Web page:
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Reuters Health Information (2006-04-18): Outcomes worse for HCV/HIV coinfection than just HIV or HCV, especially in whites


Outcomes worse for HCV/HIV coinfection than just HIV or HCV, especially in whites

Last Updated: 2006-04-18 11:22:28 -0400 (Reuters Health)

NEW YORK (Reuters Health) - Liver disease and mortality are worse with hepatitis C virus (HCV)/HIV coinfection than with either infection by itself, especially among white veterans, according to a report in the April American Journal of Gastroenterology.

"We need to better understand why the coinfected patients do so poorly and the underlying mechanism for apparent racial disparity in their outcome," co-author Dr. Kyong-Mi Chang, from the University of Pennsylvania and Philadelphia Veterans Affairs Medical Center, told Reuters Health. "We also need better drugs that directly target HCV."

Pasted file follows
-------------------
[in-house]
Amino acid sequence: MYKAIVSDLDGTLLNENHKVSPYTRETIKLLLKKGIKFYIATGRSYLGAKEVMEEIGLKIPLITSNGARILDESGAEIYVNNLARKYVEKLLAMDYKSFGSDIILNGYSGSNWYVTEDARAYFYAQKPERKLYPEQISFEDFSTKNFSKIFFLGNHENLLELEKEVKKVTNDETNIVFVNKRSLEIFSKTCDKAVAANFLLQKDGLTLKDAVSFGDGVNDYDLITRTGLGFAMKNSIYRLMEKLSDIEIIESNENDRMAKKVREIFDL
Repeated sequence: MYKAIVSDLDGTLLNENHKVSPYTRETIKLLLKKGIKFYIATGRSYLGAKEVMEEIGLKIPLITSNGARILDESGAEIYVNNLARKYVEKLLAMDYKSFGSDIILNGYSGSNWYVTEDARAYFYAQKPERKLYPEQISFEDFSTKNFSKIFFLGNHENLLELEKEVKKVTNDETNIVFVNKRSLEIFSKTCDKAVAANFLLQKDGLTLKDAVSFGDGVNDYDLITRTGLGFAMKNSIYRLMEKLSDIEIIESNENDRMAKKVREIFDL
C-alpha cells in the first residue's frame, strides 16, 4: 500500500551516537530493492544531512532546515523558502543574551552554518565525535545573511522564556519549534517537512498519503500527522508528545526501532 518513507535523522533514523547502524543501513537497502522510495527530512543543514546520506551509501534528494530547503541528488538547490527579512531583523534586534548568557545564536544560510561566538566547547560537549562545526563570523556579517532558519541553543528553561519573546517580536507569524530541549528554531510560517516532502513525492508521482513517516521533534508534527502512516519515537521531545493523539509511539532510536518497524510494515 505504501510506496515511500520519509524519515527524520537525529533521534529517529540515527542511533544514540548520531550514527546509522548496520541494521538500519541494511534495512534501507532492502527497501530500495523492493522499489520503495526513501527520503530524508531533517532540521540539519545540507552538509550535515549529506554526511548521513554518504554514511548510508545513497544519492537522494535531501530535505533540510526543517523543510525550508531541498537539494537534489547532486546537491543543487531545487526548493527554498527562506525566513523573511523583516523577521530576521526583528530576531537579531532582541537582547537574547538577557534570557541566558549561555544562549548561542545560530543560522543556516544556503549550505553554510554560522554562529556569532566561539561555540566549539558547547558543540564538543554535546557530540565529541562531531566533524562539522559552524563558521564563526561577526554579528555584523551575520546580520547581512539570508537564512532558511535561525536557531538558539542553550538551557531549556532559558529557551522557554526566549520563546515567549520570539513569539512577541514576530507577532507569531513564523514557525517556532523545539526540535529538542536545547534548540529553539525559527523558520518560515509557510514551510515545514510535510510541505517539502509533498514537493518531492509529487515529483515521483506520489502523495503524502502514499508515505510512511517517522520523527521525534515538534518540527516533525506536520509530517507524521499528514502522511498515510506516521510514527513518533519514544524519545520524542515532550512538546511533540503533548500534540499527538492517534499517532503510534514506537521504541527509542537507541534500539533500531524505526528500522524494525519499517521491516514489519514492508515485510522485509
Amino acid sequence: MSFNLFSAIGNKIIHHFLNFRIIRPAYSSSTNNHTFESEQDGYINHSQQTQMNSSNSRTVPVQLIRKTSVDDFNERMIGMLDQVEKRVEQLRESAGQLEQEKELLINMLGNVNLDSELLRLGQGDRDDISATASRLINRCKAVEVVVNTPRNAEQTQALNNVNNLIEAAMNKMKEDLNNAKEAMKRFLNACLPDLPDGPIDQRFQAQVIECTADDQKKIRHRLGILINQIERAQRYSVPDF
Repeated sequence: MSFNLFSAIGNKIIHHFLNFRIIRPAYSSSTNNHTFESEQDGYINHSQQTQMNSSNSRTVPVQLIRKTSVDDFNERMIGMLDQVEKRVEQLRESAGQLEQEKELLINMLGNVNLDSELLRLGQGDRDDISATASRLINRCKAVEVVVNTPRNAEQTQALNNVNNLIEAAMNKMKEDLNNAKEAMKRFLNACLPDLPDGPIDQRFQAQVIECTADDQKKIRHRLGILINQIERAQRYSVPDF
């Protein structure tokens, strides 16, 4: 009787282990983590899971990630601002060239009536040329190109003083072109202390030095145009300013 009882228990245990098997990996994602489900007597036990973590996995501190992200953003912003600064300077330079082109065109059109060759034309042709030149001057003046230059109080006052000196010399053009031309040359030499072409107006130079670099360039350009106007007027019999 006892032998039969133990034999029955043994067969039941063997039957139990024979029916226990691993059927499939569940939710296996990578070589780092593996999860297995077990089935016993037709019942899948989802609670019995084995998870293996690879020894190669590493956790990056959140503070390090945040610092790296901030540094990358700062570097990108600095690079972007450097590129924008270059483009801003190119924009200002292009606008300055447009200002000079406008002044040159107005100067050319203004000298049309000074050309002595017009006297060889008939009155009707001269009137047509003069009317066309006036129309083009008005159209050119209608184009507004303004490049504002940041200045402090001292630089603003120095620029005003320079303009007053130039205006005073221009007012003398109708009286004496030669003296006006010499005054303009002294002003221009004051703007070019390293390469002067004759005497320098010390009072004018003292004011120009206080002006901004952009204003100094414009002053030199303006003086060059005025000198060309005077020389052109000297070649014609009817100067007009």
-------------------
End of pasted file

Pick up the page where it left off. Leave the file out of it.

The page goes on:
Dr. Chang and colleagues examined the impact of viral coinfection and race on clinical and biological outcomes in 265 HCV/HIV-coinfected, 251 HCV-monoinfected, and 227 HIV-monoinfected veterans.

HCV/HIV coinfected patients had significantly greater abnormalities in albumin level, international normalized ratio (INR), and platelet count than did HCV-monoinfected patients or HIV-monoinfected patients, the authors report.

HIV-associated outcomes did not differ significantly between HCV/HIV-coinfected patients and HIV-monoinfected patients, the results indicate.

Mortality was significantly greater among HCV/HIV-coinfected patients than among patients monoinfected with either HCV or HIV, the researchers note. After adjustment for a variety of factors, HCV-monoinfected patients were only 29% as likely to die and HIV-monoinfected patients were only 31% as likely to die as HCV/HIV-coinfected patients.

During the three-year study period, twice as many white patients died compared to black patients, the report indicates, and the median age of death in white patients (46 years) was significantly younger than the median age of death in black patients (52 years).

Am J Gastroenterol 2006;101:760-767.

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